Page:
Tony Green asks:

“The thinking woman’s guide to fashion” (Cover, 19 February). Surely the most oxymoronic headline yet, given that the point of fashion is to mindlessly spend money on whatever you’re told you should be wearing?

Not at all! So many things are “in fashion” at any one time that spending money on them mindlessly would be impossible for all but the very wealthy. For most people, it’s necessary to make choices about particular trends and decisions about how to respond to them, which intrinsically requires a degree of thought.

If Tony wants evidence that it’s possible to think deeply about fashion, he might like to have a look at the work of  historians like James Laver and Heather Vaughan, philosophers like Malcolm Barnard and Lars Svendsen, and novelists like William Gibson.

Emma Smith asks:

Re Which royal are you? (19 February). Carole and Pippa Middleton – royals? Are you kidding me?!

It doesn’t seem that the Guardian set out specifically to kid Emma, or anyone else for that matter, but their flowchart certainly uses an unorthodox definition of “royals”: roughly “people who are at least slightly well-known, and loosely connected to the royal family”. In a more formal context, readers could certainly expect them to be more rigorous with the term!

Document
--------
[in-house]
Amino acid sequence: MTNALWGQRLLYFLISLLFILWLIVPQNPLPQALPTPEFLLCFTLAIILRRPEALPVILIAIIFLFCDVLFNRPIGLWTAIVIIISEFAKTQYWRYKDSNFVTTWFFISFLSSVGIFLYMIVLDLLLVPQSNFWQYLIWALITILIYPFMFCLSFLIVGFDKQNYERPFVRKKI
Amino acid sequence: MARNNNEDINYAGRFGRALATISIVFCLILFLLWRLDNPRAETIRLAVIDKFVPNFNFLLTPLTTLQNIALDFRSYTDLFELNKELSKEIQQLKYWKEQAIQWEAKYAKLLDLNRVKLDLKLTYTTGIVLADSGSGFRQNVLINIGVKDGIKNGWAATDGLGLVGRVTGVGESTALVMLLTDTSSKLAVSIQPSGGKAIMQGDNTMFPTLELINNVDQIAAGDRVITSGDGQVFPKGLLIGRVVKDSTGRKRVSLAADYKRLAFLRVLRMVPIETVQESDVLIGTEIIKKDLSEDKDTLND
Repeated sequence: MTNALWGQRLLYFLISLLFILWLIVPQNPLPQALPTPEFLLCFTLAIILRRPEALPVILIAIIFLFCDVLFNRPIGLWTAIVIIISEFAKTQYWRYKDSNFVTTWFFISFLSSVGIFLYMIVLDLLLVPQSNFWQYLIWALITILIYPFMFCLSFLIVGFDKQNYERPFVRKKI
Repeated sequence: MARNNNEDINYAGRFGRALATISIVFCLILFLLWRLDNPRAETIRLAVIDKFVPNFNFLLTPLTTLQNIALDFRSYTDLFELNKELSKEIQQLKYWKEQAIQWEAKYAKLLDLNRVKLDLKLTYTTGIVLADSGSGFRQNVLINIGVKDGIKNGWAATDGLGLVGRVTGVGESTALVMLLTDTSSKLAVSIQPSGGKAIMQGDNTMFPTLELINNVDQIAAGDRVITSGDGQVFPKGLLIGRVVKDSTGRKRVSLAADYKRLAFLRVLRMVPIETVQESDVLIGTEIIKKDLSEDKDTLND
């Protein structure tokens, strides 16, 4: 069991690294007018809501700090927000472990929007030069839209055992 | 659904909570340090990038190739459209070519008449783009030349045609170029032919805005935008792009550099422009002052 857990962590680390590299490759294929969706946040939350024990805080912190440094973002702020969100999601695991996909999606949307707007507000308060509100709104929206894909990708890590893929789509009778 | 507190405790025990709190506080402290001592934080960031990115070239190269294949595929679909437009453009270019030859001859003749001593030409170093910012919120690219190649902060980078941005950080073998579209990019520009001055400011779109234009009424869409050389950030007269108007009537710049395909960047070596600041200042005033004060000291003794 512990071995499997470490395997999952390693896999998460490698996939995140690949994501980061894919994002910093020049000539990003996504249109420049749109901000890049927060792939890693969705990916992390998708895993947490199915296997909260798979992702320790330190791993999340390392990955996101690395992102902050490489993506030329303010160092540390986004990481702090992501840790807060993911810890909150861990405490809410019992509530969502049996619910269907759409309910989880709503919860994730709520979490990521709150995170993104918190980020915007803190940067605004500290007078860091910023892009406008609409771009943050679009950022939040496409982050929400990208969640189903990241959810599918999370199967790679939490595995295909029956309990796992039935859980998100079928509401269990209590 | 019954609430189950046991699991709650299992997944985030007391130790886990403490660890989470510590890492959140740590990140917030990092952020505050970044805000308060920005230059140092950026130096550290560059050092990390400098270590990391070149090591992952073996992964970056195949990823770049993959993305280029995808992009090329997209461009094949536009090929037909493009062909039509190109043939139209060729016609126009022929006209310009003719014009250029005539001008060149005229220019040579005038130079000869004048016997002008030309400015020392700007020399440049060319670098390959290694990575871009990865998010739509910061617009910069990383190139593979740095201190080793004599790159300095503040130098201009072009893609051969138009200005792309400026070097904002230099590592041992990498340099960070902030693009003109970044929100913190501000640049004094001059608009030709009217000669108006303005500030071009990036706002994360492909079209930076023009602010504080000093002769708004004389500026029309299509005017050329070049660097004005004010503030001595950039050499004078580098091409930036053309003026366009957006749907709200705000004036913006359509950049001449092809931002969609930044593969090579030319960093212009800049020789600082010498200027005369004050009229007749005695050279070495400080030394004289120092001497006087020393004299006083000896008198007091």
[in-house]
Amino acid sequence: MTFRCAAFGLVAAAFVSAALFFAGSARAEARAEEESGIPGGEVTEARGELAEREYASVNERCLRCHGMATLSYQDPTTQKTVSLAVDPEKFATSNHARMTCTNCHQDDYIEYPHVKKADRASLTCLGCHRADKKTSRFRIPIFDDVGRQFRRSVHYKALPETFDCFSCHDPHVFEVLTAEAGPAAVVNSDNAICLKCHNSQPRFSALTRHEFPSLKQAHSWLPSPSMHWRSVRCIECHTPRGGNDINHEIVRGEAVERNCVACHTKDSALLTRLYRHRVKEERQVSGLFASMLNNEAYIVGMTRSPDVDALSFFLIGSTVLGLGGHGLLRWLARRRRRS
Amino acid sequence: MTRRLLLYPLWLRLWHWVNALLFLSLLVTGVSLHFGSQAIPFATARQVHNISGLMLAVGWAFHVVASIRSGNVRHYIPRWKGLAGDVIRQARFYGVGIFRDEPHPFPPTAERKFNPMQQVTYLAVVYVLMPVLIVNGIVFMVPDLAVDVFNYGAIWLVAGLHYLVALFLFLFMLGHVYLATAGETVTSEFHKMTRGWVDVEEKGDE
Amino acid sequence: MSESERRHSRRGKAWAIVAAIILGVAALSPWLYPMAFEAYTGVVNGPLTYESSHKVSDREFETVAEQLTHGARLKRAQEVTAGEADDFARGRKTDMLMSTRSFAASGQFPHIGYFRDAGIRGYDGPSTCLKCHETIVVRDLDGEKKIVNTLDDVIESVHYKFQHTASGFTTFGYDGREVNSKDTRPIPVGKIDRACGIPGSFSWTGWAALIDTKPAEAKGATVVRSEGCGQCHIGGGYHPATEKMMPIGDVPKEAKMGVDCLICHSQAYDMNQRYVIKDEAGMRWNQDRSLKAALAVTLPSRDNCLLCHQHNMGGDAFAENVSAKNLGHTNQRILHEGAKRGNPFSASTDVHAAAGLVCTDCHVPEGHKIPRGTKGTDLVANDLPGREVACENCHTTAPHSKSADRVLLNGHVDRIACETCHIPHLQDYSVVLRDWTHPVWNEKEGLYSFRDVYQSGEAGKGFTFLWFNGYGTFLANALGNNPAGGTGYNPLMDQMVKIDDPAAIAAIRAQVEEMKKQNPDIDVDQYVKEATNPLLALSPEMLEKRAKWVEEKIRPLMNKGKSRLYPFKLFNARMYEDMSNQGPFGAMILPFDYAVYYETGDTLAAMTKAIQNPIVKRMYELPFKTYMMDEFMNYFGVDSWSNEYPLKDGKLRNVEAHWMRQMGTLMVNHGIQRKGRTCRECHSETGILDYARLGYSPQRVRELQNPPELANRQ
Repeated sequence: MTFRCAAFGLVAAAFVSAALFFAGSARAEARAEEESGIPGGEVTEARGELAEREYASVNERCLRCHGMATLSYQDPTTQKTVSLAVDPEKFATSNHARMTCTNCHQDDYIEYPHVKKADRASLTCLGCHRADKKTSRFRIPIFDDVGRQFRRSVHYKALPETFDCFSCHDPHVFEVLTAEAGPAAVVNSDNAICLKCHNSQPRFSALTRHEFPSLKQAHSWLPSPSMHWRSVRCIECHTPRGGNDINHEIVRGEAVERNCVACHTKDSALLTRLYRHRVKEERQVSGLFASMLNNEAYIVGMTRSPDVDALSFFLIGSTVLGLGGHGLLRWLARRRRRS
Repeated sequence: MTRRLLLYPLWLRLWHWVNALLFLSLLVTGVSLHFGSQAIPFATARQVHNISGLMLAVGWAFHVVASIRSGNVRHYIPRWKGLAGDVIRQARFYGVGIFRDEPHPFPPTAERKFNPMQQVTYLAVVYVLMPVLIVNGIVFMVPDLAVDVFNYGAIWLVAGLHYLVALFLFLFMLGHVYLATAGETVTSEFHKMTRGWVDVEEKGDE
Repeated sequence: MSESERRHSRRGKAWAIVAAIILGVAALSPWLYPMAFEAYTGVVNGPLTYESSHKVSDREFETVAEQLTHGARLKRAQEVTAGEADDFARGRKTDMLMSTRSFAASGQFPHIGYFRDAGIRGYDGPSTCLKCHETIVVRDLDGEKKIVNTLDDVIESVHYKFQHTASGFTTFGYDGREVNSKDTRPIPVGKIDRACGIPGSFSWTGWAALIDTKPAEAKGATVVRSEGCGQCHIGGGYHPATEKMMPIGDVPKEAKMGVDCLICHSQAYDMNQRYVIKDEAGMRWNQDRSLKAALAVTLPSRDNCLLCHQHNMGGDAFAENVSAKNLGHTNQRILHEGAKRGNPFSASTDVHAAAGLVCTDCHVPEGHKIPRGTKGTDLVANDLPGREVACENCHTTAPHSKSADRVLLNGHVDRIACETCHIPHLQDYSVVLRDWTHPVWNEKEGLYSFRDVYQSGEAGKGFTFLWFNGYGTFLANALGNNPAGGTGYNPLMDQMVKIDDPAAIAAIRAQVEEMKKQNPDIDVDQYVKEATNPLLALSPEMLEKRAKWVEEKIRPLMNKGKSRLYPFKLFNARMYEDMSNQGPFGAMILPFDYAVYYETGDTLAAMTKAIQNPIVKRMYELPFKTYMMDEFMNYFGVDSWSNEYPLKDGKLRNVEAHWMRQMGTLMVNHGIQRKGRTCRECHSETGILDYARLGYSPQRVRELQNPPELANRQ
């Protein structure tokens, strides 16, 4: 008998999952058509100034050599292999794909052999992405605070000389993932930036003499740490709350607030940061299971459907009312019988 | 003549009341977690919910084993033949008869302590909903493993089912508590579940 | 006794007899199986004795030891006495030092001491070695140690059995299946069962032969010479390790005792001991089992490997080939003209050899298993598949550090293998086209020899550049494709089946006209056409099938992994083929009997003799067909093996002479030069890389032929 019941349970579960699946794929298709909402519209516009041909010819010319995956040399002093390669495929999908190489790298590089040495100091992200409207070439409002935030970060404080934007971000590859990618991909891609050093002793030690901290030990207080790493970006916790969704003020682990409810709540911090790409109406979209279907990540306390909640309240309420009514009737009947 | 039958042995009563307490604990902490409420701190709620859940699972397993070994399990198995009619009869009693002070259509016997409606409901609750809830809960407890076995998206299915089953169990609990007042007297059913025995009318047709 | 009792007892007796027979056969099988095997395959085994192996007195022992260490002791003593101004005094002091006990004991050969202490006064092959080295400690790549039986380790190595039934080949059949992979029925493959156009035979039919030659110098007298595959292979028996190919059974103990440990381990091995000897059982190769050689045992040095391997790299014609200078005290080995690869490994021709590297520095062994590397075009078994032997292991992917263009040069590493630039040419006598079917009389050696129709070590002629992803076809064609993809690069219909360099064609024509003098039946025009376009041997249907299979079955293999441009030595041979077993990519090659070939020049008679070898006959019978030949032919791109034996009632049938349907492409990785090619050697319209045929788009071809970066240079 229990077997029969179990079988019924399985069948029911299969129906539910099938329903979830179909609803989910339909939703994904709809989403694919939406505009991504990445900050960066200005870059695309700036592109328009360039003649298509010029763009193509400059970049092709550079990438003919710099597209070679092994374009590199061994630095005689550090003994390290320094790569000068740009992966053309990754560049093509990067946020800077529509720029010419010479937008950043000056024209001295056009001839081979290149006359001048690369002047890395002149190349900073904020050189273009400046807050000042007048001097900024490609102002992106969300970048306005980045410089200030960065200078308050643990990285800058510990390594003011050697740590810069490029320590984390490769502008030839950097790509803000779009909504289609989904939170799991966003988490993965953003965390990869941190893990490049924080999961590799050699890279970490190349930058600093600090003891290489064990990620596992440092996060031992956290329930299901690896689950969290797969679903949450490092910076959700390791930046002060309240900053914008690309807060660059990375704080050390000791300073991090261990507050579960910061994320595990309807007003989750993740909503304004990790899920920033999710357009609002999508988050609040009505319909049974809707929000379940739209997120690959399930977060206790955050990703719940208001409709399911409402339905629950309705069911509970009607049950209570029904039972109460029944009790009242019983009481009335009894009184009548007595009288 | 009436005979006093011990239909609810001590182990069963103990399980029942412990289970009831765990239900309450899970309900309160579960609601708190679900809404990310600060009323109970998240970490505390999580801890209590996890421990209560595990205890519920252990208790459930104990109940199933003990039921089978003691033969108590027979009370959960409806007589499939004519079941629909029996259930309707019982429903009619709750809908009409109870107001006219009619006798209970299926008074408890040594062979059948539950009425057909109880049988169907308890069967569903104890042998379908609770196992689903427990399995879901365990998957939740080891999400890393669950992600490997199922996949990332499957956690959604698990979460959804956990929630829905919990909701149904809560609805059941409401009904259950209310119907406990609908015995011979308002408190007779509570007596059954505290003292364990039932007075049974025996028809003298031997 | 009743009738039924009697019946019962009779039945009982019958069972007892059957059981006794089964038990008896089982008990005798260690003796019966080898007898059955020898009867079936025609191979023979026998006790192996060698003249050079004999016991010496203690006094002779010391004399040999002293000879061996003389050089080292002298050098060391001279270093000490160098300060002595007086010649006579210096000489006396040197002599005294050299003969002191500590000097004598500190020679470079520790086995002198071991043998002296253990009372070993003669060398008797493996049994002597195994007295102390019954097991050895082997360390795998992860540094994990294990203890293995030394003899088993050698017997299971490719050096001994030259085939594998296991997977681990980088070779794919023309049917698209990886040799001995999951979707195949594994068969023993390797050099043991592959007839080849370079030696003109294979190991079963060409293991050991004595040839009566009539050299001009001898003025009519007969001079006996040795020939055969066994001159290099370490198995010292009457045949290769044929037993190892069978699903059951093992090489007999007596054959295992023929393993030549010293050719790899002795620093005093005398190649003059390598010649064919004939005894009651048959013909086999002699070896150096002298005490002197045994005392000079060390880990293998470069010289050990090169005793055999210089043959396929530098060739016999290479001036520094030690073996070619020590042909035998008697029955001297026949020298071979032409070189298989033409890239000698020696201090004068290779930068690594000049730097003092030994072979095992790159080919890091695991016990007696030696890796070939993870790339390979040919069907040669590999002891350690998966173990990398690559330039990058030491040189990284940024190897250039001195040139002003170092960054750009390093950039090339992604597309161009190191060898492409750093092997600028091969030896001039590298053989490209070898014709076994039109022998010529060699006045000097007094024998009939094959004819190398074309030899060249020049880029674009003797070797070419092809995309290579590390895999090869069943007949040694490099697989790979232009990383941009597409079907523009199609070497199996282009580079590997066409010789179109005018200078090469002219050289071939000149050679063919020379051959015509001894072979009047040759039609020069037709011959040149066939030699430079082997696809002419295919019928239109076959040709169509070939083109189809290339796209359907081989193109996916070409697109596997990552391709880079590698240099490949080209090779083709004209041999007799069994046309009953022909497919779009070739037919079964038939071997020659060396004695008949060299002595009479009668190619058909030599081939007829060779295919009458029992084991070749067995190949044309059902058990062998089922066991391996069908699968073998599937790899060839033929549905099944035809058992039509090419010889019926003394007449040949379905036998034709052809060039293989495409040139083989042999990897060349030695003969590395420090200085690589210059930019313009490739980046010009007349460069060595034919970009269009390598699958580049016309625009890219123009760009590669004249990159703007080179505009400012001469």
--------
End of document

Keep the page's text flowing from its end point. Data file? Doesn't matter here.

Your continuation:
Katherine Schofield asks:

Want to play our Yotam Ottolenghi game? From the title of the recipe, guess which impossible-to-buy ingredient will be included. Last week, verjuice and sumac. This week…

Sure! When we gave the game a try,  we guessed that Blood Orange and Anchovy Salad would include a fermented anchovy sauce, and that Crunchy Root Vegetables would include a particularly arcane type of squash. Unfortunately we lost both games: the first recipe suggested a particular, and slightly hard-to-source, type of anchovy, but gave details of a website where the brand could be ordered; and the second included kohlrabi, a cabbage cultivar.

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